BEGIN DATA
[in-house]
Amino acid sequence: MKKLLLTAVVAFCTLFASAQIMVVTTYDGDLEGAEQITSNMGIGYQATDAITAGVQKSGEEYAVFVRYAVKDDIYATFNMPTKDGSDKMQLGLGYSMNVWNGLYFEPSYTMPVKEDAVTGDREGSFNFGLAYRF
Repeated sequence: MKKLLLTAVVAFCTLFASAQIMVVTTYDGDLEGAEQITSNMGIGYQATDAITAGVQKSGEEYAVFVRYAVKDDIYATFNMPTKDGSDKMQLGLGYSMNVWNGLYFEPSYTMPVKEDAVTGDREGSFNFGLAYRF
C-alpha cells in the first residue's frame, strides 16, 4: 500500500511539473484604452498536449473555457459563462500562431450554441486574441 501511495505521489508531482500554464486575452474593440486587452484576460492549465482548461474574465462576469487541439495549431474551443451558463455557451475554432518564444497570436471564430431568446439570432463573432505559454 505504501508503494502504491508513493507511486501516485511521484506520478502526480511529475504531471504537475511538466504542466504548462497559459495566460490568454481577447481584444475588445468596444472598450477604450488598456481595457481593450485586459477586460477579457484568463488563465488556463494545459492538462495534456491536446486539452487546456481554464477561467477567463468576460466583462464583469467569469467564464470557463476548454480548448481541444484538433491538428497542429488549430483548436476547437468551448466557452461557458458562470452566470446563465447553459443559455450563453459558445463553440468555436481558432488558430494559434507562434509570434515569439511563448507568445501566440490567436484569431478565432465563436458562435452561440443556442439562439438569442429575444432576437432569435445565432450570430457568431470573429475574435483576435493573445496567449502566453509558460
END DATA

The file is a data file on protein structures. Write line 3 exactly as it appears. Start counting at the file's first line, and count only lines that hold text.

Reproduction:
Repeated sequence: MKKLLLTAVVAFCTLFASAQIMVVTTYDGDLEGAEQITSNMGIGYQATDAITAGVQKSGEEYAVFVRYAVKDDIYATFNMPTKDGSDKMQLGLGYSMNVWNGLYFEPSYTMPVKEDAVTGDREGSFNFGLAYRF